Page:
“I really want to make the whole city like this,” says Martí Franch of Estudi Martí Franch (EMF), speaking of his vision of designing the green infrastructure of Girona, Spain, through a process of enlightened and engaged landscape management. We are sitting in his office, among shelves full of models and a table full of drawings. With us are Marc Rosdevall, a landscape architect with the City of Girona and the project’s director, and Marta Costa-Pau, a reporter from the local newspaper who is eager to report on the most recent transformations EMF’s work has wrought on Girona, and, in an amusing bit of journalistic circularity, to interview me to find out why this work is of interest and important to an American journalist and his landscape architecture audience.

Girona is a city in Catalonia with a population of roughly 100,000, situated in the rocky green foothills of the Catalonian Coastal Ranges at the confluence of four small rivers. The landscape is typical scrubby Mediterranean maquis, studded with stone pines (Pinus pinea), holm oaks (Quercus ilex), and the inevitable and omnipresent formal Italian cypresses (Cupressus sempervirens), which have an air of nervous, attendant stiffness in the loosely informal Catalonian landscape, like butlers at a barn dance. When I visit in late spring, (more…)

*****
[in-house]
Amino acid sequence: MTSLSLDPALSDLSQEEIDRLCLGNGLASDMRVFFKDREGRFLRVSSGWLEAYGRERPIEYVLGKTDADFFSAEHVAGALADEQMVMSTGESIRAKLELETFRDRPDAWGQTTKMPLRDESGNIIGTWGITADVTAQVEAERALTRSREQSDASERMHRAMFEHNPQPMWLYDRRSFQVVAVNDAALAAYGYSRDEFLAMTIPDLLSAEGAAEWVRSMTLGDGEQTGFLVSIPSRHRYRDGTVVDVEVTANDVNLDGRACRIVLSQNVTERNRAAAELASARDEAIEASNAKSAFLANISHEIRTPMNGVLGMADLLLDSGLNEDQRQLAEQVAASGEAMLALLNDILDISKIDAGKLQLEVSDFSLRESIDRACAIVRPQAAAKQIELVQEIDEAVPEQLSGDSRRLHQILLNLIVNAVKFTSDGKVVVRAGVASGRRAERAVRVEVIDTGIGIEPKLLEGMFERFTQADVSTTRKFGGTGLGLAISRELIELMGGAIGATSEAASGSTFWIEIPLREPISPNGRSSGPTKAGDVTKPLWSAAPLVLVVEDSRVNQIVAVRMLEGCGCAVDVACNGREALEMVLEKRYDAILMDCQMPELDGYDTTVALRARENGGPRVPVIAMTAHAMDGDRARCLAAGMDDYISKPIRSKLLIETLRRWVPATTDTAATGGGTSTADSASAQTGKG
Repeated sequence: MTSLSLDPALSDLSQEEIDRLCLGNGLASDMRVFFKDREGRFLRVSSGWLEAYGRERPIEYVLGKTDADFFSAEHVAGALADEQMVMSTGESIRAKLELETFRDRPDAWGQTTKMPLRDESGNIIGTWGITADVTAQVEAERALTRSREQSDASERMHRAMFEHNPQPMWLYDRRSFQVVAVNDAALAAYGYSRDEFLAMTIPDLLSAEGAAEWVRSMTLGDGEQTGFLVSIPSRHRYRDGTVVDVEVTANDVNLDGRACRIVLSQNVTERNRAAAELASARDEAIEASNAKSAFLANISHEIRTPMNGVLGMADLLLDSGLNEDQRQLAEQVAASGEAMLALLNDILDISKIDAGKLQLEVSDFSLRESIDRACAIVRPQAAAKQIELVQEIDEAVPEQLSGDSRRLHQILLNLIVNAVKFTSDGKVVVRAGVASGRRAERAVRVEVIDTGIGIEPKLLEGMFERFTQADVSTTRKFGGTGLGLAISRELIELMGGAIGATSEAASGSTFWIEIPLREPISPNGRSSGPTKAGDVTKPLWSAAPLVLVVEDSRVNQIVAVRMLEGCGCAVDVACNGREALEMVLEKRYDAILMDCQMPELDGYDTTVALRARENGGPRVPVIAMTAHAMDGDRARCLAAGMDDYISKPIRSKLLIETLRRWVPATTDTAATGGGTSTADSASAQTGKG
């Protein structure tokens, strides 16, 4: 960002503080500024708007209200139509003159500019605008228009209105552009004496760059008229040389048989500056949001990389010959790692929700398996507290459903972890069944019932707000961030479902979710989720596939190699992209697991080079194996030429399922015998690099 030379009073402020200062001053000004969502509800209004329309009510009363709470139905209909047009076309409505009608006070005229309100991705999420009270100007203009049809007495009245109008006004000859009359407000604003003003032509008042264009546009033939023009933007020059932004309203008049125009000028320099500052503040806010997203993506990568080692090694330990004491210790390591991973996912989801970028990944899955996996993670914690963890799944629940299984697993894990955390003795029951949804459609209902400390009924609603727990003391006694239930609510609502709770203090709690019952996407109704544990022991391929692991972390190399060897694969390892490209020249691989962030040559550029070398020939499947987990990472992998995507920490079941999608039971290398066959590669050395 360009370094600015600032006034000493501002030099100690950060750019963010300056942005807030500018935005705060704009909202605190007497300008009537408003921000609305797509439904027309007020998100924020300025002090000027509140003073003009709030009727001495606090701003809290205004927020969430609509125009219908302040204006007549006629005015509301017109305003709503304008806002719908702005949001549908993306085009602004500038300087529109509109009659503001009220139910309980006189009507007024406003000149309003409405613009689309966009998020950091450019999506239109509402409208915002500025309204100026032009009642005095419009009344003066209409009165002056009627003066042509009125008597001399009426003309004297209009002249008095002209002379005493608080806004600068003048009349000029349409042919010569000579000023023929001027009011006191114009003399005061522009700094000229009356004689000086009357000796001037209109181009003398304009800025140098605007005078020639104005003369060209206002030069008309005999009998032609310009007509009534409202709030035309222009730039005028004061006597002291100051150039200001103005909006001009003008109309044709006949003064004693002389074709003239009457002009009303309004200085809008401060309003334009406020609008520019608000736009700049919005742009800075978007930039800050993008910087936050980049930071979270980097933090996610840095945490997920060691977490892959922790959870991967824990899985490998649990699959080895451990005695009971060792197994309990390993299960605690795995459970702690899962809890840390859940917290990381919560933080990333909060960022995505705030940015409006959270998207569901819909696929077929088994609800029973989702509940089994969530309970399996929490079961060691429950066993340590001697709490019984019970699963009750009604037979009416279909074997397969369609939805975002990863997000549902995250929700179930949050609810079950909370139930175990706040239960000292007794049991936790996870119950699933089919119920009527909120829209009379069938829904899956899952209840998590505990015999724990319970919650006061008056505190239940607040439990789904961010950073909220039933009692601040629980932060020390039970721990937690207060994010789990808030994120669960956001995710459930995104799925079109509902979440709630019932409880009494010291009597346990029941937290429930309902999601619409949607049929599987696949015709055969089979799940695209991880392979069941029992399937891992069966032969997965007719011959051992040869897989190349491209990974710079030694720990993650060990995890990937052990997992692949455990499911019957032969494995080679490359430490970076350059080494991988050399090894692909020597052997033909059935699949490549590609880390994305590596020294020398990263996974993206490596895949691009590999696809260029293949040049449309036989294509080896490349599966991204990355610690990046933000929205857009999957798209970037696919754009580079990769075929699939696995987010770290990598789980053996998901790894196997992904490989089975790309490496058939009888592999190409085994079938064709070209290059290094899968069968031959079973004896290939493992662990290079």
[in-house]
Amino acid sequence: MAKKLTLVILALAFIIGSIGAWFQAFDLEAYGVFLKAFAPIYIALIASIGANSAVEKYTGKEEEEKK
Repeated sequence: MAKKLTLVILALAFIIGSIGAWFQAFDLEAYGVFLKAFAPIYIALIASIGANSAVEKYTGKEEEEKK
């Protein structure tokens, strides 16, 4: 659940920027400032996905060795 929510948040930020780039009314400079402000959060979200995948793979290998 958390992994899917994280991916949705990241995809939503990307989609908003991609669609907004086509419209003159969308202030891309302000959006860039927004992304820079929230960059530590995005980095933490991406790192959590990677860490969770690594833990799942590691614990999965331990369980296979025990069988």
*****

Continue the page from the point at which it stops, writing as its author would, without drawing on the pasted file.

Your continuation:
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BY ZACH MORTICE

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All photos by Jose Ahedo.

Over the course of two years, the Spanish architect Jose Ahedo visited livestock farming landscapes in eight countries: Mongolia, China, Paraguay, Germany, India, Bolivia, New Zealand, and the Azores Islands in Portugal. He traveled 90,000 miles by plane, 9,000 miles by car, 23 miles by boat, nine miles by horse and camel, and—most excruciatingly for a vertigo sufferer like Ahedo—56 miles by hot air balloon. Documented through his photography and funded by a $100,000 Harvard Graduate School of Design Wheelwright Prize Fellowship, his travels kept him on the move for 103,000 miles.

Ahedo selected these disparate locations so that he could witness the extreme “asymmetry,” he says, in how cultures in different places with different levels of development produce livestock. “You have people that move on horses, and (more…)